"The country needs a very robust aviation sector, and a developed state like Maharashtra needs it much more than a state like Mizoram or Manipur," Chavan said here. "It is clear that the aviation industry is bleeding.
Always, when they (airlines) come to us, they request us for lower ATF rates," Chavan said, interacting with reporters at his official residence here two days ago. "The Centre has allowed them to import ATF directly, which means it has lost revenue in some or the other way," the Chief Minister said, adding that the state was also ready to bring down sales tax on the jet fuel.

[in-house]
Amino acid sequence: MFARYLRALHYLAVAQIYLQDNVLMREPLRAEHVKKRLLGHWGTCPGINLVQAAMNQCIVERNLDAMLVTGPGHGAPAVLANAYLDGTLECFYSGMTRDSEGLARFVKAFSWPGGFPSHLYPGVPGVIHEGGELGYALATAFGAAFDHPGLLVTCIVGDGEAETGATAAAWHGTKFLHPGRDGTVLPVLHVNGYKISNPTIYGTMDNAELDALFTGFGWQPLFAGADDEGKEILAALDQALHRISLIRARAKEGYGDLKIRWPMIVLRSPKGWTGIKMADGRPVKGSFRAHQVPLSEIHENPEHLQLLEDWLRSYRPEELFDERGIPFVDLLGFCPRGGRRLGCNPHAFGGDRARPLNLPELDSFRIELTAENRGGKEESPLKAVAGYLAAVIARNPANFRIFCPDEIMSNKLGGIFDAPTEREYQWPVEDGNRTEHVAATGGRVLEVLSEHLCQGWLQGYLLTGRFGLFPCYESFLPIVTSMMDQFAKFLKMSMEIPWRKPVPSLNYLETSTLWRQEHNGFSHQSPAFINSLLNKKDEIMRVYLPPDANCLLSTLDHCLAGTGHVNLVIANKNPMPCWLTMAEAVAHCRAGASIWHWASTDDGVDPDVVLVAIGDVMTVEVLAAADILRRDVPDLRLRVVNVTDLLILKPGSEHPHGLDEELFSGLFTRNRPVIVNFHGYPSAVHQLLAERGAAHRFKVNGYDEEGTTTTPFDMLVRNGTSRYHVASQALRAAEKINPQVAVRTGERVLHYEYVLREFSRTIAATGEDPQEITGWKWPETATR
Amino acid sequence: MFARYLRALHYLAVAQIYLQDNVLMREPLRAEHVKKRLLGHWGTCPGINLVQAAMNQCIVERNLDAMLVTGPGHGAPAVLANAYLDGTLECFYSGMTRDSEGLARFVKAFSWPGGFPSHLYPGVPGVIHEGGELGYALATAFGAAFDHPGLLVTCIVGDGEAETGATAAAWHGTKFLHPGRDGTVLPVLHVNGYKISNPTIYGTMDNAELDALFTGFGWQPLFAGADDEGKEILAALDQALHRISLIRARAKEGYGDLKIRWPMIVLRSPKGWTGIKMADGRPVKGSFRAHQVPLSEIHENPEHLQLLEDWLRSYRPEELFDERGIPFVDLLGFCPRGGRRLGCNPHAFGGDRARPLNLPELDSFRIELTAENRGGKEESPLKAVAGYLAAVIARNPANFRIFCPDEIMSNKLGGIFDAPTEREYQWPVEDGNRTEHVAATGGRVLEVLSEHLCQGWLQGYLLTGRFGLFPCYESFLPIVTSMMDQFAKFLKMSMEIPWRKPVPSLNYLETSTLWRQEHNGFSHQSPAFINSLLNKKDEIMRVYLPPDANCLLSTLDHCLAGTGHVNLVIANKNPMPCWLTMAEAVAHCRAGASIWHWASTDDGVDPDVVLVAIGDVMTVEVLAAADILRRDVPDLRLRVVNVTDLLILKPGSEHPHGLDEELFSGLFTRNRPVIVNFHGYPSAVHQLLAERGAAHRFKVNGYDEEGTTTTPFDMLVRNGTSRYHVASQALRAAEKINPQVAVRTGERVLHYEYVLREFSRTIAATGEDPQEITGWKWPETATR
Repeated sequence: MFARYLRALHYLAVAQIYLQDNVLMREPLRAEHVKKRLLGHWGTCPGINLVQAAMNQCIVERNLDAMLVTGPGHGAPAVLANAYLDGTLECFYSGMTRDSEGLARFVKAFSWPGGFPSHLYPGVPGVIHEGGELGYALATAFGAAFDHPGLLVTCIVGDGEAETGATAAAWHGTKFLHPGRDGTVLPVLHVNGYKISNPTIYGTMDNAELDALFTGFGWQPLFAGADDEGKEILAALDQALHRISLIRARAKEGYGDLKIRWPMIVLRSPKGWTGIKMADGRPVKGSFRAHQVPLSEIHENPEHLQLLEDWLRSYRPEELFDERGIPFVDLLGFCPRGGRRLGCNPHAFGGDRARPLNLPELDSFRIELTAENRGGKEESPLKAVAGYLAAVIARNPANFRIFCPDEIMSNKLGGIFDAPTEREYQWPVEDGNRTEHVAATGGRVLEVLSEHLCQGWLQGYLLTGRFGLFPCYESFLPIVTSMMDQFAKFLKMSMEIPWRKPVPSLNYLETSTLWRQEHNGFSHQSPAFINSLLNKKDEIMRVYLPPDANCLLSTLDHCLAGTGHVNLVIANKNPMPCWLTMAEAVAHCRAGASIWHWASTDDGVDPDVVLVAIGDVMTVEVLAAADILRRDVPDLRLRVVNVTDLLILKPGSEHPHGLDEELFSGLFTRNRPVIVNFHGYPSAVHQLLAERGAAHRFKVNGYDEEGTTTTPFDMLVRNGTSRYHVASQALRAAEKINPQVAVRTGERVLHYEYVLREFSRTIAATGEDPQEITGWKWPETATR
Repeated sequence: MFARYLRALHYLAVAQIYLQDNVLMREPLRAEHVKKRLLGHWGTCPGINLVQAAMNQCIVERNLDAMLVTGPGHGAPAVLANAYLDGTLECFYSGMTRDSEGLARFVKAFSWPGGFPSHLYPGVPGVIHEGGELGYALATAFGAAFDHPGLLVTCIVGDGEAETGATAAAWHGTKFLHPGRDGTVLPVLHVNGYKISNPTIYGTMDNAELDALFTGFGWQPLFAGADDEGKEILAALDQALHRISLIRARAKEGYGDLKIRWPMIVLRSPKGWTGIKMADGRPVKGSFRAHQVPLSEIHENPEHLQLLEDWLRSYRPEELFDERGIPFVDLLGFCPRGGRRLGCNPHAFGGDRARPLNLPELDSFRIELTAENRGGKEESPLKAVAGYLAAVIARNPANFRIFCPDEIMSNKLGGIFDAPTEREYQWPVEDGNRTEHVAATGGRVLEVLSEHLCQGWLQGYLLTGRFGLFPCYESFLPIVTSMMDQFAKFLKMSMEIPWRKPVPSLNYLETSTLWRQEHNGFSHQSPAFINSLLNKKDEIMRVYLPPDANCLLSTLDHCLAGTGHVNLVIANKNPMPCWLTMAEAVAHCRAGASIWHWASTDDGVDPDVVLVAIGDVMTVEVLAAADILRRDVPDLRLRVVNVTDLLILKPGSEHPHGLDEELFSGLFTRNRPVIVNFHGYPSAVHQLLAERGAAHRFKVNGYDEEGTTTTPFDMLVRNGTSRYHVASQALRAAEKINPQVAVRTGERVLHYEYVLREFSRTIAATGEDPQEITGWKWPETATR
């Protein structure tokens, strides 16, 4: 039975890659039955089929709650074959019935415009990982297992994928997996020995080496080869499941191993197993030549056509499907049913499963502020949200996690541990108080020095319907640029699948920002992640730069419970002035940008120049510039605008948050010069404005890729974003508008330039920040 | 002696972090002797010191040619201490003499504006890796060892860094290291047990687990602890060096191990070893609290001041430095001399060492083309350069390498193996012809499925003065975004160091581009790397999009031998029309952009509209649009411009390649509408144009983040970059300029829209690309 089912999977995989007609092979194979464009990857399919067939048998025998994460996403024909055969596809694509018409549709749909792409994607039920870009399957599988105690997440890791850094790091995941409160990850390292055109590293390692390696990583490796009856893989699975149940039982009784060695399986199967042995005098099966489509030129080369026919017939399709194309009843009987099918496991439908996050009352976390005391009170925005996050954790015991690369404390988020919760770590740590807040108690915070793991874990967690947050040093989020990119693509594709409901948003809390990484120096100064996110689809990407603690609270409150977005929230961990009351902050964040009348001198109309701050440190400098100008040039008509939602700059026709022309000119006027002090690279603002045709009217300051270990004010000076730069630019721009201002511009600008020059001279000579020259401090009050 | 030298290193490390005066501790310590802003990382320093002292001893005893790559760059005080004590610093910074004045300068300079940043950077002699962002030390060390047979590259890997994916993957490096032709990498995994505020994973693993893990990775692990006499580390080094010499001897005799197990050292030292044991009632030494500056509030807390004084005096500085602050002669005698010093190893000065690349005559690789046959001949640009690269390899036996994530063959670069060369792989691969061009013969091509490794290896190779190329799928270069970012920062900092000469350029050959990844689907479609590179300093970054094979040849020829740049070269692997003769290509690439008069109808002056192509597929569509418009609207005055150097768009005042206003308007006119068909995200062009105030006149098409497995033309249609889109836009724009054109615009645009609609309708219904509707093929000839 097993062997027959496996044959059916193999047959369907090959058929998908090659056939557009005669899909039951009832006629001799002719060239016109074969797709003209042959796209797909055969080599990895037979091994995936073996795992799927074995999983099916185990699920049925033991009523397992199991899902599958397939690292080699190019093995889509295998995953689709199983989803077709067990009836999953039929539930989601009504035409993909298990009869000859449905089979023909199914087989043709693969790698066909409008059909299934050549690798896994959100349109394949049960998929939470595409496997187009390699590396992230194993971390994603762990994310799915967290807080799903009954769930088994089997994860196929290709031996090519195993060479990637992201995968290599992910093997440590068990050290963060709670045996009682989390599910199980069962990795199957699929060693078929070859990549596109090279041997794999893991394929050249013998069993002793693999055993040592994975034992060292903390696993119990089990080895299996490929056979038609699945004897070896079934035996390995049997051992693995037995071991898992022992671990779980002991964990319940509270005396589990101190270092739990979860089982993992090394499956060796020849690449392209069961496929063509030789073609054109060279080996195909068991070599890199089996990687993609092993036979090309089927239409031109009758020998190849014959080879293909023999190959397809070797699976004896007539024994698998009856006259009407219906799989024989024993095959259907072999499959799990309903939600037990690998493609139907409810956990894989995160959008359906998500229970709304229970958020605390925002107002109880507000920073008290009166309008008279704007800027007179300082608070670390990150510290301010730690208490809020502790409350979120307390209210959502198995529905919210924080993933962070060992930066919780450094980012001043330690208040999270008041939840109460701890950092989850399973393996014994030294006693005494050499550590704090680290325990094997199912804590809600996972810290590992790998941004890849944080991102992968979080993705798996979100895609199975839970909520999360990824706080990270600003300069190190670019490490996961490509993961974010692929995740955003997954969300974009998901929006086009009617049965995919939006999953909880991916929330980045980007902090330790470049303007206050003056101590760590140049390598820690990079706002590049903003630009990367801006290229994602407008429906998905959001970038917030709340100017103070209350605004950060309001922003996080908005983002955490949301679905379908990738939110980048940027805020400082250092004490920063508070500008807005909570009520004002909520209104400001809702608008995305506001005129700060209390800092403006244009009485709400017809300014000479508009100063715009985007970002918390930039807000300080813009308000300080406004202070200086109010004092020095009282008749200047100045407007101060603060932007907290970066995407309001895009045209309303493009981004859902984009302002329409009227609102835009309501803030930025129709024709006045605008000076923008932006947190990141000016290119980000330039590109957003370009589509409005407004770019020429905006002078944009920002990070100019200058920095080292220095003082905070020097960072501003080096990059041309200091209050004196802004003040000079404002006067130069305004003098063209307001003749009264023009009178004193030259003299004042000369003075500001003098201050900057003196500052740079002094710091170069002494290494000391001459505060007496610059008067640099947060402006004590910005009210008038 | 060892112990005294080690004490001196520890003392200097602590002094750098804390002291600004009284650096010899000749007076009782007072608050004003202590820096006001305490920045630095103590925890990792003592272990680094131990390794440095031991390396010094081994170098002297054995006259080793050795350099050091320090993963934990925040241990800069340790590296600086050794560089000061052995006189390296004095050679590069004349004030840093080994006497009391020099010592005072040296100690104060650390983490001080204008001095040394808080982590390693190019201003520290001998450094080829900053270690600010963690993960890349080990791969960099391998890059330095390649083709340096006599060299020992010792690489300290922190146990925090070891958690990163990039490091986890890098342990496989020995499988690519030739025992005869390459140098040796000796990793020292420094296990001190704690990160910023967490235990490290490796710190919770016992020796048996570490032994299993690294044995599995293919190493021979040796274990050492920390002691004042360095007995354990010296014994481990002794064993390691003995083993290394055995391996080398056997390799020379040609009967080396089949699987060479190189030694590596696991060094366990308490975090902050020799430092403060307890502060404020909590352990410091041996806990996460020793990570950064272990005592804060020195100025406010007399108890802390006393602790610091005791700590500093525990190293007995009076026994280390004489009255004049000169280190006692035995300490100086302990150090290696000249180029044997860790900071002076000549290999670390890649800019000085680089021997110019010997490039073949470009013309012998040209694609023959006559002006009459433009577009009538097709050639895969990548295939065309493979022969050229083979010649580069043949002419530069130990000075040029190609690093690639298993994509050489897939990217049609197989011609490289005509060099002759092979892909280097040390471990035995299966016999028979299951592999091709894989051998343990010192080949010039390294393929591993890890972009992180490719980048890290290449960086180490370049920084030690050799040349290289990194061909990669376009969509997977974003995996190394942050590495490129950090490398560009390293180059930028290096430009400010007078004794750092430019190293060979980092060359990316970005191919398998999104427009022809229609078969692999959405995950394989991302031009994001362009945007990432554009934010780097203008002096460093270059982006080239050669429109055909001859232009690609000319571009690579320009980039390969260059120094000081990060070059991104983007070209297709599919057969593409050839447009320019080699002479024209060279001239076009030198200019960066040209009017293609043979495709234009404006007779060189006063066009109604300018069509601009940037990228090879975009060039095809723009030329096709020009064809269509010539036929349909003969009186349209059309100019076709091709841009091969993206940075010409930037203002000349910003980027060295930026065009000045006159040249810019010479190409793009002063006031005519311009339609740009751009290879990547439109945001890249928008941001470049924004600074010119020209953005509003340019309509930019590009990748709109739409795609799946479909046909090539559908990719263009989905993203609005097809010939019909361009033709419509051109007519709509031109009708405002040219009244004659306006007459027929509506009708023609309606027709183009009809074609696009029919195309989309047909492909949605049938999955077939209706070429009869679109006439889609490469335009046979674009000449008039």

"I have not calculated how much impact will be there." "In 2008, the Centre gave a huge stimulus package to revive the aviation industry. I think the state will also have to share an equitable burden that the Centre is sharing. We need a healthy airline industry."
Last week, the Union Cabinet allowed airlines to directly import the jet fuel. Sales tax on ATF varies from 4 percent to 32 percent. Fuel bill constitutes over 40 percent of the operational costs of airlines. None of the six airlines in the country are making money; all the three listed airlines have reported huge losses due to nearly 100 percent spike in ATF cost during the December quarter.
The Federation of Indian Airlines (FIA), which has approached the state seeking relief, says a rationalisation of ATF sales tax will see more aircraft re-fuelling in the state, which can, to some extent, take care of the losses from reduction of tax.